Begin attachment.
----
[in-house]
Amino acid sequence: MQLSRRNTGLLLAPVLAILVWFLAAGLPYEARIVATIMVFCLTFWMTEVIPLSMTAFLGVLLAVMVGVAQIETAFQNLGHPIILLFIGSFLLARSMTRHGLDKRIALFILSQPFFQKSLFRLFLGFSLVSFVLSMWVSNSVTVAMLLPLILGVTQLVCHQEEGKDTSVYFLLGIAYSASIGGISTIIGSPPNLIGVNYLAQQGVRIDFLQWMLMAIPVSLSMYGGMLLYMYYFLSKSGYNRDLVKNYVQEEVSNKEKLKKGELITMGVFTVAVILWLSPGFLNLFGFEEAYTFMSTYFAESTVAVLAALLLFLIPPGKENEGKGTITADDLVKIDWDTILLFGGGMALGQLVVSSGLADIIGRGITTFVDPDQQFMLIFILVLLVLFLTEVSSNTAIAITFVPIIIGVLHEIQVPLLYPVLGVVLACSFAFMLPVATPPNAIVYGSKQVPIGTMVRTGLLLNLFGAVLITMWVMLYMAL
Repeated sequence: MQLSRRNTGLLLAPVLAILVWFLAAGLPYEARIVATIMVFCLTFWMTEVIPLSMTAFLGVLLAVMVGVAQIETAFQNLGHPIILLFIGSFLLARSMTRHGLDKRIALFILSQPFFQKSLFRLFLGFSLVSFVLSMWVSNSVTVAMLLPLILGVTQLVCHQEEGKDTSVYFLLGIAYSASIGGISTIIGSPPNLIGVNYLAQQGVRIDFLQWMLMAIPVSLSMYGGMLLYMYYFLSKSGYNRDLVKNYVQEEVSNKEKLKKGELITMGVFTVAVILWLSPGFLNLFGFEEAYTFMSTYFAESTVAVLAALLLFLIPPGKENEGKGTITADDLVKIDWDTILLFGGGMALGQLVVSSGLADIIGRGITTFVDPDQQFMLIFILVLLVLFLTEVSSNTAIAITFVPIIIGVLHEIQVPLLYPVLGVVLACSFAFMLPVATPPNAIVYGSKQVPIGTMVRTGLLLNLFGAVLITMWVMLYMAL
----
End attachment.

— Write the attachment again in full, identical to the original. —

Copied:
[in-house]
Amino acid sequence: MQLSRRNTGLLLAPVLAILVWFLAAGLPYEARIVATIMVFCLTFWMTEVIPLSMTAFLGVLLAVMVGVAQIETAFQNLGHPIILLFIGSFLLARSMTRHGLDKRIALFILSQPFFQKSLFRLFLGFSLVSFVLSMWVSNSVTVAMLLPLILGVTQLVCHQEEGKDTSVYFLLGIAYSASIGGISTIIGSPPNLIGVNYLAQQGVRIDFLQWMLMAIPVSLSMYGGMLLYMYYFLSKSGYNRDLVKNYVQEEVSNKEKLKKGELITMGVFTVAVILWLSPGFLNLFGFEEAYTFMSTYFAESTVAVLAALLLFLIPPGKENEGKGTITADDLVKIDWDTILLFGGGMALGQLVVSSGLADIIGRGITTFVDPDQQFMLIFILVLLVLFLTEVSSNTAIAITFVPIIIGVLHEIQVPLLYPVLGVVLACSFAFMLPVATPPNAIVYGSKQVPIGTMVRTGLLLNLFGAVLITMWVMLYMAL
Repeated sequence: MQLSRRNTGLLLAPVLAILVWFLAAGLPYEARIVATIMVFCLTFWMTEVIPLSMTAFLGVLLAVMVGVAQIETAFQNLGHPIILLFIGSFLLARSMTRHGLDKRIALFILSQPFFQKSLFRLFLGFSLVSFVLSMWVSNSVTVAMLLPLILGVTQLVCHQEEGKDTSVYFLLGIAYSASIGGISTIIGSPPNLIGVNYLAQQGVRIDFLQWMLMAIPVSLSMYGGMLLYMYYFLSKSGYNRDLVKNYVQEEVSNKEKLKKGELITMGVFTVAVILWLSPGFLNLFGFEEAYTFMSTYFAESTVAVLAALLLFLIPPGKENEGKGTITADDLVKIDWDTILLFGGGMALGQLVVSSGLADIIGRGITTFVDPDQQFMLIFILVLLVLFLTEVSSNTAIAITFVPIIIGVLHEIQVPLLYPVLGVVLACSFAFMLPVATPPNAIVYGSKQVPIGTMVRTGLLLNLFGAVLITMWVMLYMAL